• For the mathematically inclined: for input speed $v$ and Output Velocity $f(v)$, Sensitivity is $f(v)/v$ and Gain is $f'(v) = \frac{\mathrm d}{\mathrm d v} \left ( f(v) \right)$.

Acceleration, then, is a characteristic of the velocity curve, defined as true when the velocity curve is non-linear for any input speed.


The above is much more clear with an example. Let's say I have

  • linear acceleration with acceleration parameter of 0.01
  • a sensitivity parameter of 0.5

and I move my mouse to create an input of $(30,40)$ at a poll rate of 1000 hz.

Then our input speed is $\sqrt{30^2 + 40^2} = 50$ counts/ms. Our accelerated sensitivity is calculated to be $(1 + 0.01 * 50) * 0.5 = 1.5 * 0.5 = 0.75$. So our output velocity is $0.75 * 50 = 37.5$. If I run the previous calculations with input speed 49.9 I get output velocity 37.40005, so our gain is about $\frac{37.5-37.40005}{50-49.9} = 0.9995$. Here is a picture of the charts in Raw Accel showing the same thing:


Horizontal and Vertical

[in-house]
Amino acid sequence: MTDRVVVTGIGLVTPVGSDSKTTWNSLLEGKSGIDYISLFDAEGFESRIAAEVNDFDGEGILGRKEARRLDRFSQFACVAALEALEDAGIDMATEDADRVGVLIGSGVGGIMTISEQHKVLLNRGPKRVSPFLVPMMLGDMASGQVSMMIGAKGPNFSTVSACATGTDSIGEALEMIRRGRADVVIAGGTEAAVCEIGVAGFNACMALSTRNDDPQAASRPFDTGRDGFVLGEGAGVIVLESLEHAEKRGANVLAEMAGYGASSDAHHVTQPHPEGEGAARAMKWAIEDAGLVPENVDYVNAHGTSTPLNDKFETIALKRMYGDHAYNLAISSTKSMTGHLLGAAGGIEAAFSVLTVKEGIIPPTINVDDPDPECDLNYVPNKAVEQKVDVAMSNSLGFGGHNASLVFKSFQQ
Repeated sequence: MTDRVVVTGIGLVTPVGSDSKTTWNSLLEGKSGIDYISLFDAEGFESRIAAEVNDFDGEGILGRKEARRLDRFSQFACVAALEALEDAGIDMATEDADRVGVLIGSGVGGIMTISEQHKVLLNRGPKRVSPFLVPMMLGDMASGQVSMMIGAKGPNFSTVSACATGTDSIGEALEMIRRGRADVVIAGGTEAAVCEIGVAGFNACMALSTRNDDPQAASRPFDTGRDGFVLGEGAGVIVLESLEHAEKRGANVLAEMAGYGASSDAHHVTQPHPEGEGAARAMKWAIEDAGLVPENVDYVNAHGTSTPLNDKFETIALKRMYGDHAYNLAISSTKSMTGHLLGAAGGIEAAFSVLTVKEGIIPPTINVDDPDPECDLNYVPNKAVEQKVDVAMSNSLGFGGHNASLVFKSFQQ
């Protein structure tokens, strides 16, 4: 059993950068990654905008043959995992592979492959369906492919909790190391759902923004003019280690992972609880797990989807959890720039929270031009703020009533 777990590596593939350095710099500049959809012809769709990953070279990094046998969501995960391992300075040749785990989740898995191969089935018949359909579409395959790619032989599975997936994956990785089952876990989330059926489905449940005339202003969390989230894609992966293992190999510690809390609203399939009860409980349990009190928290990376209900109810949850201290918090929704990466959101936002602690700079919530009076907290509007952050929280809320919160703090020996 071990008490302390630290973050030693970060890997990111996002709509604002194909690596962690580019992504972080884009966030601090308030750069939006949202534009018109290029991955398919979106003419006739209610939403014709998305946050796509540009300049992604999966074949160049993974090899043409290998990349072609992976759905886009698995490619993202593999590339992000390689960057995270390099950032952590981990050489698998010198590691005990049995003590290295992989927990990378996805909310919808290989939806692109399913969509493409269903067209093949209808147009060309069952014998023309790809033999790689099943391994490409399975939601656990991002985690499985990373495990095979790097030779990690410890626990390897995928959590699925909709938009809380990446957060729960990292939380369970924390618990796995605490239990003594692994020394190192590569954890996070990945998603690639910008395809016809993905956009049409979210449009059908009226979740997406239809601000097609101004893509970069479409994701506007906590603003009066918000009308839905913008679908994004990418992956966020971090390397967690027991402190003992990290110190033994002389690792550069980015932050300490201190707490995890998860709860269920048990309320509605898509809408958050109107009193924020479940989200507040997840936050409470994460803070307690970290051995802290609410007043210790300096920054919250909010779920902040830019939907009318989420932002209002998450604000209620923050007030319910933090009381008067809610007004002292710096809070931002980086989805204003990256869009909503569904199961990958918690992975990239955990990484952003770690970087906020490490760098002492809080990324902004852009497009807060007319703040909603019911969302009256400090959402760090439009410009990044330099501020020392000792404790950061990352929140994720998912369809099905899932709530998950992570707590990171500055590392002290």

Due to the mechanics of holding a mouse on a desk, users generally move their mouses horizontally (left and right) differently than they move them vertically (forward and back), with more freedom for the wrist and\or arm to move the mouse horizontally than vertically. A user may then desire for various aspects of their output to change based on the direction of their input. For settings which allow this we have co-opted the term "anisotropy", which is "the property of a material which allows it to change or assume different properties in different directions."

In the above "Example" section, the $x$ and $y$ inputs are not treated separately; rather they are "combined" by using the magnitude if the input vector: $\sqrt{30^2 + 40^2} = 50$ counts/ms. This is called "Whole" application because the whole speed of the input is used and the result is applied to the whole vector. Application styles include:


In this case, the magnitude of the input vector is input to sensitivity calculation, and applied to whole vector, as in example above.

$$(out_x, out_y) = (in_x * sens_x, in_y * sens_y) * f(\sqrt{in_x^2 + in_y^2})$$, where $f(v)$ is our sensitivity function

Separate horizontal and vertical sensitivites still feel great in this mode. (For the mathematically inclined, that's because differing horizontal and vertical sensitivities create a vector field without curl or other oddities.)